Literature on music varies a lot in its approach to what we consider music to be. Music can be seen (or heard) in so many different ways that it is rare to find it in a literary form that appeals to a wide audience while still encompassing most of the spectrum. How Music Works, a non-fiction autobiographical theory of music by David Byrne, is one of those rare cases.
In his book, Byrne discusses music from several perspectives, drifting between music history, sonic anthropology, mild biographical side-stories, broader pop music theory, and experience-driven financial and artistic advice. Working in a non-linear fashion, he draws a lot on stories from his own experience (e.g. as guitar player for the Talking Heads) .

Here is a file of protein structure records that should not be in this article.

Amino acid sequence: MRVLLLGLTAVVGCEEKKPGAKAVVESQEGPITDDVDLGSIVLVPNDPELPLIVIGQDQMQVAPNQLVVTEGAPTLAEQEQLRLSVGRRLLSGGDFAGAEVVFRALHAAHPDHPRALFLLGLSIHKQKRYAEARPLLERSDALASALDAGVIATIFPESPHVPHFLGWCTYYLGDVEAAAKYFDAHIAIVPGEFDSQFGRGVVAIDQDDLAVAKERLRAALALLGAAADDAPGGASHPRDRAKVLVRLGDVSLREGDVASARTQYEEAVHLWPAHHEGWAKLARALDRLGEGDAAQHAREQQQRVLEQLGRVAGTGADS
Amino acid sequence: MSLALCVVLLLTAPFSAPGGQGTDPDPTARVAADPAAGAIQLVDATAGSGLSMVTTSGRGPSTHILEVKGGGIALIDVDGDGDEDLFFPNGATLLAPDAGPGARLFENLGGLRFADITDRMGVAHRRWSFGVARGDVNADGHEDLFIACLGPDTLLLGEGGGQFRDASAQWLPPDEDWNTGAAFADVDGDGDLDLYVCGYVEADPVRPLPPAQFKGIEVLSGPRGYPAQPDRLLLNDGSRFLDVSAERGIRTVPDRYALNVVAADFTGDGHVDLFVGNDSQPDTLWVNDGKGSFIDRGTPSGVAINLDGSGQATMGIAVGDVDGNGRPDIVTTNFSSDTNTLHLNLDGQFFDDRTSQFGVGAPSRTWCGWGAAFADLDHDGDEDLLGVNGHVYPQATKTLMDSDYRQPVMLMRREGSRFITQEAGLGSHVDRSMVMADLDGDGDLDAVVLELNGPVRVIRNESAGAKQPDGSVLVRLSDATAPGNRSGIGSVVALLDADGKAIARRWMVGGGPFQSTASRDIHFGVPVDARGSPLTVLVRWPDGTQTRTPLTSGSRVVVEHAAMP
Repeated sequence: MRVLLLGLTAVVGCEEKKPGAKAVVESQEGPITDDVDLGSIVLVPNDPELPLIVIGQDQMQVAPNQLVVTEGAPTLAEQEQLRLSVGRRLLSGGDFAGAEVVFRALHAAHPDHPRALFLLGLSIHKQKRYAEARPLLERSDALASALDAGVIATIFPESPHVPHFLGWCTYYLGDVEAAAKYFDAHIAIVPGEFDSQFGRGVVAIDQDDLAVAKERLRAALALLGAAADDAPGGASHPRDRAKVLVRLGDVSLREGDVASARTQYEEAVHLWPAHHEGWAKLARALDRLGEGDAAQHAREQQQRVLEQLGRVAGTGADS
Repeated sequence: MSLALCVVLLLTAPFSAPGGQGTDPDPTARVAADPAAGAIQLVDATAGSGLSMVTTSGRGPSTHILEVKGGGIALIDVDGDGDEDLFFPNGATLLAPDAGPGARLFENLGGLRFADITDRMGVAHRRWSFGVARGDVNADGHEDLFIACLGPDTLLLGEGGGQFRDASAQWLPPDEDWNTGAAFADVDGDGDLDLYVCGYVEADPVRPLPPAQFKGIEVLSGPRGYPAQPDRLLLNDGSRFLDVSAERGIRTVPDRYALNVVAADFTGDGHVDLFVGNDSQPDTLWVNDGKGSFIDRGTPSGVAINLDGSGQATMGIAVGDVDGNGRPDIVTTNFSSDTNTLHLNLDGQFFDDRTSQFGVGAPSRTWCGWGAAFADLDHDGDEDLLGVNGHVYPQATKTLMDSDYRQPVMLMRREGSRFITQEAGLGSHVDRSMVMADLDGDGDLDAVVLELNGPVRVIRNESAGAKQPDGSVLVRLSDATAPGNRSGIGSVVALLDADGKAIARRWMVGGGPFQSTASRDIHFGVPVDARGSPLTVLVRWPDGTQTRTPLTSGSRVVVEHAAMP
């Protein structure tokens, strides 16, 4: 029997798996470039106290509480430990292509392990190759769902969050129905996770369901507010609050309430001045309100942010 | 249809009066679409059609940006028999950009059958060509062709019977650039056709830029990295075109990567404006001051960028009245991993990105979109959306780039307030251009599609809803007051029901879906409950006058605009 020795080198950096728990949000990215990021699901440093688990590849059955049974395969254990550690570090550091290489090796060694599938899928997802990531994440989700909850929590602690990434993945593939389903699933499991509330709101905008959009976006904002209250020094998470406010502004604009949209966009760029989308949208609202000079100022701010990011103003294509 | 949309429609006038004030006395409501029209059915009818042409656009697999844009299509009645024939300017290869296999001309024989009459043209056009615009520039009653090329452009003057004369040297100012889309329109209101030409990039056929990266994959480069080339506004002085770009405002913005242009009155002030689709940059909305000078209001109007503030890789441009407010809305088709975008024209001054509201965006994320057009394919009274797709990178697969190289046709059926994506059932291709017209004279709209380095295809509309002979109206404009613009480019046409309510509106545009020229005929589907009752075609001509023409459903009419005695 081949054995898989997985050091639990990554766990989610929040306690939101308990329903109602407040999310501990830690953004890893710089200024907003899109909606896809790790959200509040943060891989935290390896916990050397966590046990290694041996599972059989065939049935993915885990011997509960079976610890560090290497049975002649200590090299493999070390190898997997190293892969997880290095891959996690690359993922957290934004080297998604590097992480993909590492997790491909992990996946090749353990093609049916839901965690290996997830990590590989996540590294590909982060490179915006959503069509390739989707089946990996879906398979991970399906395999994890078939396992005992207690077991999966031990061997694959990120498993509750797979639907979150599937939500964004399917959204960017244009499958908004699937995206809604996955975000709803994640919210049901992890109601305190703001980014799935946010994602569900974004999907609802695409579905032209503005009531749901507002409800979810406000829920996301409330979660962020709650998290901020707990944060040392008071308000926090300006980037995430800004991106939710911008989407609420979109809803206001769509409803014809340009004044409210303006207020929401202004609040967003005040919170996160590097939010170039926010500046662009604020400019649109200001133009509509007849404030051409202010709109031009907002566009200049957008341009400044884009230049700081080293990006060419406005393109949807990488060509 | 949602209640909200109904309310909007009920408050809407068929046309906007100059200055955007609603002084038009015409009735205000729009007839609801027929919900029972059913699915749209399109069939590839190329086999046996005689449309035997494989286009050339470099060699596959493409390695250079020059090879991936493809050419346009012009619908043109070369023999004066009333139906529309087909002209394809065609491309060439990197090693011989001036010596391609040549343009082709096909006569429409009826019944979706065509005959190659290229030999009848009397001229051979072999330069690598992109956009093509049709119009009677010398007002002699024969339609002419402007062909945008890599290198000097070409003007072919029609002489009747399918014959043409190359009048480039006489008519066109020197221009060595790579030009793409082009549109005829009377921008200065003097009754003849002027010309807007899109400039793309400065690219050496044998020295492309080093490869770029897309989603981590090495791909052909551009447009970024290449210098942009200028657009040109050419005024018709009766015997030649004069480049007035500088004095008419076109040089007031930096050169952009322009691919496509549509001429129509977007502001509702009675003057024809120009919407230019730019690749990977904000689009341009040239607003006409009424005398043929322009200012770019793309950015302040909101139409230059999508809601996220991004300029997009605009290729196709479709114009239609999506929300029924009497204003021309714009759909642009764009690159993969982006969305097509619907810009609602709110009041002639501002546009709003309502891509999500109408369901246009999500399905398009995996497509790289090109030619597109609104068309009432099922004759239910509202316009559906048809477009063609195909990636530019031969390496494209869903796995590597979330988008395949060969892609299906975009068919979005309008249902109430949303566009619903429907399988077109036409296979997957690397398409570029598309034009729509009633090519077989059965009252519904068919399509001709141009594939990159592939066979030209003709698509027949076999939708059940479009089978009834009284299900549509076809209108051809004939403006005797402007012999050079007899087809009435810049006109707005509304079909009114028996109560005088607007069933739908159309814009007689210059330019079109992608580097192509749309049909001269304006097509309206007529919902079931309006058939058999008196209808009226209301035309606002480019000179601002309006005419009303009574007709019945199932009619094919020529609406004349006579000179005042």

"I’ve made money, and I’ve been ripped off... I’ve had creative freedom, and I’ve been pressured to make hits. I have dealt with diva behaviour from crazy musicians, and I have seen genius records by wonderful artists get completely ignored... If you think success in the world of music is determined by the number of records sold, or the size of your house or bank account, then I’m not the expert for you. I am more interested in how people can manage a whole lifetime in music."
How music works gives a great new insight on music and the music industry by a hardened veteran. An appealing read for any musician, businessman, or fan looking for more knowledge on music as a whole.